On behalf of the organizing committee, I would like to draw your attention on the SMOS+STORM ESA project workshop
International workshop on measuring high-wind speeds over the ocean
15-17 November 2016, Met Office, Exeter
A three-day workshop on the science and applications of ocean surface winds, with a focus on measuring high or extreme wind speeds. The workshop will be held at the Met Office headquarters in the cathedral city of Exeter.
Topics will include:
- Satellite measurement techniques including new capabilities from SMOS, SMAP and AMSR2 sensors
- Ground and airborne measurements
- Core/operational applications and challenges e.g. hurricane/extreme forecasting, storm surges, waves
- Air-sea applications and challenges e.g. seasonal/climate, upper ocean dynamics, air-sea interaction, biogeochemistry
- Numerical Weather Prediction (NWP) applications
- Numerical Ocean Prediction (NOP) applications
Organisers: Pete Francis (Met Office), James Cotton (Met Office), Nicolas Reul (IFREMER), Craig Donlon (ESA)
Further information on how to register for the workshop and submit an abstract and preliminary program is available from the link below:
Please find also attached the workshop flyer.
Several extreme drought events occurred in 2015 around the globe. At CESBIO, combining hydrological modelling and remotely sensed surface soil moisture from SMOS, we monitored a number of them. We used CATDS (Centre Aval de Traitement des données SMOS) products.
The aproach was to use our root zone soil moisture information derived from SMOS to infer a water scarcity index. Water scarcity in the root zone (0-1.5m) is actually an efficient early warning system for agricultural droughts.
The figure above shows 5 of the major droughts which occurred in 2015. The small focus maps show the drought index during the drought events in each of the regions of interest. The losses caused by these droughts amount to billions.
So the next question is: are we facing long drought events that can impact food security at global scale?
In 2016 we may see even worse conditions. Our drought index seem to provide an alarming forecast. This was showcased by ESA during the Living Planet Symposium LPS2016 with this post using our latest root zone soil moisture map (see Water for crops – the SMOS root zone soil moisture).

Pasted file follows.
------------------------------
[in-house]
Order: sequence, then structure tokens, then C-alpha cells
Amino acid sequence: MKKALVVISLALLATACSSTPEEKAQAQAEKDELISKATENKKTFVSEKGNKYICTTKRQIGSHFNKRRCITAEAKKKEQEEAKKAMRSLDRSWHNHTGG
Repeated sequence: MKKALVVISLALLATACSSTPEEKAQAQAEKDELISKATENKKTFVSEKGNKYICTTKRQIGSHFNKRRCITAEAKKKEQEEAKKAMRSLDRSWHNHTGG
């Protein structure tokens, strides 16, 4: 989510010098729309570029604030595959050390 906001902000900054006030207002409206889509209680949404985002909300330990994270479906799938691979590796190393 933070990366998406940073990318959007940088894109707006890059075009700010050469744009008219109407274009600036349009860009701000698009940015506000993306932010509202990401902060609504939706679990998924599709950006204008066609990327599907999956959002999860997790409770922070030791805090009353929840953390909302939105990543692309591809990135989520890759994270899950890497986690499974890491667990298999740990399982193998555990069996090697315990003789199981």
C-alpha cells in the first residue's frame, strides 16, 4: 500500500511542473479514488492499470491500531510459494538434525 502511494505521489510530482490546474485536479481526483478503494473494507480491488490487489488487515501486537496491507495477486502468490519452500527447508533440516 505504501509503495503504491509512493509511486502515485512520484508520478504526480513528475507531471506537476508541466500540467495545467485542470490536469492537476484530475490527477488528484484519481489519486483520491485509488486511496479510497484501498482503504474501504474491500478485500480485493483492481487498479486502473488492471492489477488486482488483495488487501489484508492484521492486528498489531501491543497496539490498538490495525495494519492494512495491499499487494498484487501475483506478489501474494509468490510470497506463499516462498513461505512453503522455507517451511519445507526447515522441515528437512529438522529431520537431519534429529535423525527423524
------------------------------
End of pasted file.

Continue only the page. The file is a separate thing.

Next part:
We also produced the drought index map over North America for 2016 and it seems that after the Alberta fires and last year drought in the West coast of the US, the Eastern coast is now at risk. This forecast may change but it is clear that extremes conditions are breaking very old records, beyond the contribution of the El-Nino effect.
It was noticed by several users that our new RFI filter was overdoing things a bit (actually one of the flags was wrong) leading to a very reduced amount of available brightness temperatures.
We are working on this issue and already François and Stéphane have patched the bug and tests were carried out at CESBIO before implementation which is underway at CATDS.
The new products will have version number 310
Very soon the operational algorithm will release -less abusely filtered - L3TB data (with more measurements thus) and we will also reprocess the whole data set (both L3TB and RFI).
SMOS Monitors a gigantic early melt in Greenland in quasi real time
As reported here (credit Ruth Mottram, DMI) and here, just a few days ago on April 11 and 12 more than 10% of Greenland surface melted. This is very significant at this time of year (see cutting below from here).
From the late seventies with SMMR, passive microwave sensors have already shown their ability to monitor ice caps.
SMOS, thanks to its L-band capacity is sensitive to layering in the snow/ice pack but liquid water on the surface will also change drastically brightness temperatures and this is exactly what happened.
SMOS sees thus the brightness temperatures over Western Greenland decrease due to heavy surface melting.
The videos below show an animation of SMOS measurements over Greenland.
The the South Eastern part of Greenland, along the coast line, the brightness temperatures suddenly drop from relatively high values (> 240 K. orange colour) to values lower than 220 K. (light blue, green yellow).
Figure : Animation showing SMOS brightness temperatures (L3 TB from CATDS) in H polarization, for an incidence angles ranging between 40 to 45°.
By Arnaud Mialon